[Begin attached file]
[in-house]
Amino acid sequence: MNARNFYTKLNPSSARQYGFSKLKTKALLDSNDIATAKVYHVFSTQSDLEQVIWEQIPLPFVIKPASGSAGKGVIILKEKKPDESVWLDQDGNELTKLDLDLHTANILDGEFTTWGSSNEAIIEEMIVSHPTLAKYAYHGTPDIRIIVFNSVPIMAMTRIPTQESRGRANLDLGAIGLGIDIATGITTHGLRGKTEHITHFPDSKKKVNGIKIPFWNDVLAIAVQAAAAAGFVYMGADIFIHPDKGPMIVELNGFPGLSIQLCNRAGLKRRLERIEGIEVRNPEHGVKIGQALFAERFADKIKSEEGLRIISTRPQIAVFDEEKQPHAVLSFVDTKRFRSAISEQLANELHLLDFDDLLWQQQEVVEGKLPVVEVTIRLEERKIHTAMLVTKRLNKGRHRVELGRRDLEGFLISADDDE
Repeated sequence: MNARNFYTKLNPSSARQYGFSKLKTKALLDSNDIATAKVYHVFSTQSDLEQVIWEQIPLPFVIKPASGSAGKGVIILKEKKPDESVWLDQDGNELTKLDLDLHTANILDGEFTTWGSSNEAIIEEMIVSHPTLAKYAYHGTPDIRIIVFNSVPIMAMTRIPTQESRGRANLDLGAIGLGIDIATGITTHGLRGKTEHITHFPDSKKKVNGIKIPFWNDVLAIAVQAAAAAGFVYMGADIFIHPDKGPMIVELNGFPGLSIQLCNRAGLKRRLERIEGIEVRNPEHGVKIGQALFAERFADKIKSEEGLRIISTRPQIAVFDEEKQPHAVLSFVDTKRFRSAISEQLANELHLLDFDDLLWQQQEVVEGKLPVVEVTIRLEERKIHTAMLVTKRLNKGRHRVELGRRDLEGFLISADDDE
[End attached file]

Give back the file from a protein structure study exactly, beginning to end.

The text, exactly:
[in-house]
Amino acid sequence: MNARNFYTKLNPSSARQYGFSKLKTKALLDSNDIATAKVYHVFSTQSDLEQVIWEQIPLPFVIKPASGSAGKGVIILKEKKPDESVWLDQDGNELTKLDLDLHTANILDGEFTTWGSSNEAIIEEMIVSHPTLAKYAYHGTPDIRIIVFNSVPIMAMTRIPTQESRGRANLDLGAIGLGIDIATGITTHGLRGKTEHITHFPDSKKKVNGIKIPFWNDVLAIAVQAAAAAGFVYMGADIFIHPDKGPMIVELNGFPGLSIQLCNRAGLKRRLERIEGIEVRNPEHGVKIGQALFAERFADKIKSEEGLRIISTRPQIAVFDEEKQPHAVLSFVDTKRFRSAISEQLANELHLLDFDDLLWQQQEVVEGKLPVVEVTIRLEERKIHTAMLVTKRLNKGRHRVELGRRDLEGFLISADDDE
Repeated sequence: MNARNFYTKLNPSSARQYGFSKLKTKALLDSNDIATAKVYHVFSTQSDLEQVIWEQIPLPFVIKPASGSAGKGVIILKEKKPDESVWLDQDGNELTKLDLDLHTANILDGEFTTWGSSNEAIIEEMIVSHPTLAKYAYHGTPDIRIIVFNSVPIMAMTRIPTQESRGRANLDLGAIGLGIDIATGITTHGLRGKTEHITHFPDSKKKVNGIKIPFWNDVLAIAVQAAAAAGFVYMGADIFIHPDKGPMIVELNGFPGLSIQLCNRAGLKRRLERIEGIEVRNPEHGVKIGQALFAERFADKIKSEEGLRIISTRPQIAVFDEEKQPHAVLSFVDTKRFRSAISEQLANELHLLDFDDLLWQQQEVVEGKLPVVEVTIRLEERKIHTAMLVTKRLNKGRHRVELGRRDLEGFLISADDDE